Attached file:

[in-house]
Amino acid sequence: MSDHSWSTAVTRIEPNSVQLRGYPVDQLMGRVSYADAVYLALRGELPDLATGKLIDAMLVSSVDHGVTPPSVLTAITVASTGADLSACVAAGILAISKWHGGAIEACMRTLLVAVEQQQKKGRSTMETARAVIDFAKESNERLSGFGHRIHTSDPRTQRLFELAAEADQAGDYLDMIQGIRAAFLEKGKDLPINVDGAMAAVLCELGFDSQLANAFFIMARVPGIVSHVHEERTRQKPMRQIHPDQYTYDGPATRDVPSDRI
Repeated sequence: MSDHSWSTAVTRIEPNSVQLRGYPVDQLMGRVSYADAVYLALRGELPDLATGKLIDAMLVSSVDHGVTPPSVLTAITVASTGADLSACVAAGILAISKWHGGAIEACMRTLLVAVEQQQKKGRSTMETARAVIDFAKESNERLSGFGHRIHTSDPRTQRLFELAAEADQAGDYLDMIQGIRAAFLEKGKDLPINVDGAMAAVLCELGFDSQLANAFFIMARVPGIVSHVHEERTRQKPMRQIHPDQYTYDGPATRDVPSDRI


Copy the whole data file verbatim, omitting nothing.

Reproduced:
[in-house]
Amino acid sequence: MSDHSWSTAVTRIEPNSVQLRGYPVDQLMGRVSYADAVYLALRGELPDLATGKLIDAMLVSSVDHGVTPPSVLTAITVASTGADLSACVAAGILAISKWHGGAIEACMRTLLVAVEQQQKKGRSTMETARAVIDFAKESNERLSGFGHRIHTSDPRTQRLFELAAEADQAGDYLDMIQGIRAAFLEKGKDLPINVDGAMAAVLCELGFDSQLANAFFIMARVPGIVSHVHEERTRQKPMRQIHPDQYTYDGPATRDVPSDRI
Repeated sequence: MSDHSWSTAVTRIEPNSVQLRGYPVDQLMGRVSYADAVYLALRGELPDLATGKLIDAMLVSSVDHGVTPPSVLTAITVASTGADLSACVAAGILAISKWHGGAIEACMRTLLVAVEQQQKKGRSTMETARAVIDFAKESNERLSGFGHRIHTSDPRTQRLFELAAEADQAGDYLDMIQGIRAAFLEKGKDLPINVDGAMAAVLCELGFDSQLANAFFIMARVPGIVSHVHEERTRQKPMRQIHPDQYTYDGPATRDVPSDRI